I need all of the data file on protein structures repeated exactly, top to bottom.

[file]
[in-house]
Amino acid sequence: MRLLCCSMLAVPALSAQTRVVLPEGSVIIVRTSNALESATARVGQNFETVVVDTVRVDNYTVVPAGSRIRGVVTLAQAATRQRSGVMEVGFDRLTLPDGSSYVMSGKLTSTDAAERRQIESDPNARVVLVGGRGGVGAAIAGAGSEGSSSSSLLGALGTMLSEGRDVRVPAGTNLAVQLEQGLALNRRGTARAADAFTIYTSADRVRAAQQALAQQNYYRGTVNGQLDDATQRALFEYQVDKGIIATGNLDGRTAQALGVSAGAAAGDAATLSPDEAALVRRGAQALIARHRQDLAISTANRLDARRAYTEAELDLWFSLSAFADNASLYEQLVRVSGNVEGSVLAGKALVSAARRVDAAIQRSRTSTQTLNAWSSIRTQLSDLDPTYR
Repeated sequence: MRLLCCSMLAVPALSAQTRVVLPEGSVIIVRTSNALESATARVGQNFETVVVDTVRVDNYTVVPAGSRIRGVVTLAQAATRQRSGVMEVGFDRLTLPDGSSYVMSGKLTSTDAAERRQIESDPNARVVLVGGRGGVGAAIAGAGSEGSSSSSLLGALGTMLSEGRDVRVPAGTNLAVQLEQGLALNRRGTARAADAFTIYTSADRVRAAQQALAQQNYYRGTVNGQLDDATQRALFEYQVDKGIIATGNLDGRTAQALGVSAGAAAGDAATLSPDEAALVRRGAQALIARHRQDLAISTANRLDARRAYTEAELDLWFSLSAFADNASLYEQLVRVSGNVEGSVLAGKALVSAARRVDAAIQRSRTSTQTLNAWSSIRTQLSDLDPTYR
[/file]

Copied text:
[in-house]
Amino acid sequence: MRLLCCSMLAVPALSAQTRVVLPEGSVIIVRTSNALESATARVGQNFETVVVDTVRVDNYTVVPAGSRIRGVVTLAQAATRQRSGVMEVGFDRLTLPDGSSYVMSGKLTSTDAAERRQIESDPNARVVLVGGRGGVGAAIAGAGSEGSSSSSLLGALGTMLSEGRDVRVPAGTNLAVQLEQGLALNRRGTARAADAFTIYTSADRVRAAQQALAQQNYYRGTVNGQLDDATQRALFEYQVDKGIIATGNLDGRTAQALGVSAGAAAGDAATLSPDEAALVRRGAQALIARHRQDLAISTANRLDARRAYTEAELDLWFSLSAFADNASLYEQLVRVSGNVEGSVLAGKALVSAARRVDAAIQRSRTSTQTLNAWSSIRTQLSDLDPTYR
Repeated sequence: MRLLCCSMLAVPALSAQTRVVLPEGSVIIVRTSNALESATARVGQNFETVVVDTVRVDNYTVVPAGSRIRGVVTLAQAATRQRSGVMEVGFDRLTLPDGSSYVMSGKLTSTDAAERRQIESDPNARVVLVGGRGGVGAAIAGAGSEGSSSSSLLGALGTMLSEGRDVRVPAGTNLAVQLEQGLALNRRGTARAADAFTIYTSADRVRAAQQALAQQNYYRGTVNGQLDDATQRALFEYQVDKGIIATGNLDGRTAQALGVSAGAAAGDAATLSPDEAALVRRGAQALIARHRQDLAISTANRLDARRAYTEAELDLWFSLSAFADNASLYEQLVRVSGNVEGSVLAGKALVSAARRVDAAIQRSRTSTQTLNAWSSIRTQLSDLDPTYR